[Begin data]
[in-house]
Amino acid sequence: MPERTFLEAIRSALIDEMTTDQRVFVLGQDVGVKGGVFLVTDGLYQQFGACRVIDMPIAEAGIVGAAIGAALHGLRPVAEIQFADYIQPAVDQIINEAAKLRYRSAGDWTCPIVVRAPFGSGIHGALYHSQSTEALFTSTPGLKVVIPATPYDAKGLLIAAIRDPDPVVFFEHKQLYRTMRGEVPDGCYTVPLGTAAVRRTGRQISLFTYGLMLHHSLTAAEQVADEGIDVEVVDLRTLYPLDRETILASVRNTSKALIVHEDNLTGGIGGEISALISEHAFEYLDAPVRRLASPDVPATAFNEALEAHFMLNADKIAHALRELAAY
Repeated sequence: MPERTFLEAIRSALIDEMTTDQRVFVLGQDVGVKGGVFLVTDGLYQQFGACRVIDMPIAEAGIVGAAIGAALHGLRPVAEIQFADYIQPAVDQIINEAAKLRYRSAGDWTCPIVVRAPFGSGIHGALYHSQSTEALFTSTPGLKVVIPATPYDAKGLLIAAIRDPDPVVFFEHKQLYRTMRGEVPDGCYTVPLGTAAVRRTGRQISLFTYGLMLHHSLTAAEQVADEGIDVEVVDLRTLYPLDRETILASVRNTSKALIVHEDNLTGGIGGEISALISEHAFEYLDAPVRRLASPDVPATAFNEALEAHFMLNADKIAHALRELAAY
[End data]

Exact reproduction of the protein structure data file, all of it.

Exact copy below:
[in-house]
Amino acid sequence: MPERTFLEAIRSALIDEMTTDQRVFVLGQDVGVKGGVFLVTDGLYQQFGACRVIDMPIAEAGIVGAAIGAALHGLRPVAEIQFADYIQPAVDQIINEAAKLRYRSAGDWTCPIVVRAPFGSGIHGALYHSQSTEALFTSTPGLKVVIPATPYDAKGLLIAAIRDPDPVVFFEHKQLYRTMRGEVPDGCYTVPLGTAAVRRTGRQISLFTYGLMLHHSLTAAEQVADEGIDVEVVDLRTLYPLDRETILASVRNTSKALIVHEDNLTGGIGGEISALISEHAFEYLDAPVRRLASPDVPATAFNEALEAHFMLNADKIAHALRELAAY
Repeated sequence: MPERTFLEAIRSALIDEMTTDQRVFVLGQDVGVKGGVFLVTDGLYQQFGACRVIDMPIAEAGIVGAAIGAALHGLRPVAEIQFADYIQPAVDQIINEAAKLRYRSAGDWTCPIVVRAPFGSGIHGALYHSQSTEALFTSTPGLKVVIPATPYDAKGLLIAAIRDPDPVVFFEHKQLYRTMRGEVPDGCYTVPLGTAAVRRTGRQISLFTYGLMLHHSLTAAEQVADEGIDVEVVDLRTLYPLDRETILASVRNTSKALIVHEDNLTGGIGGEISALISEHAFEYLDAPVRRLASPDVPATAFNEALEAHFMLNADKIAHALRELAAY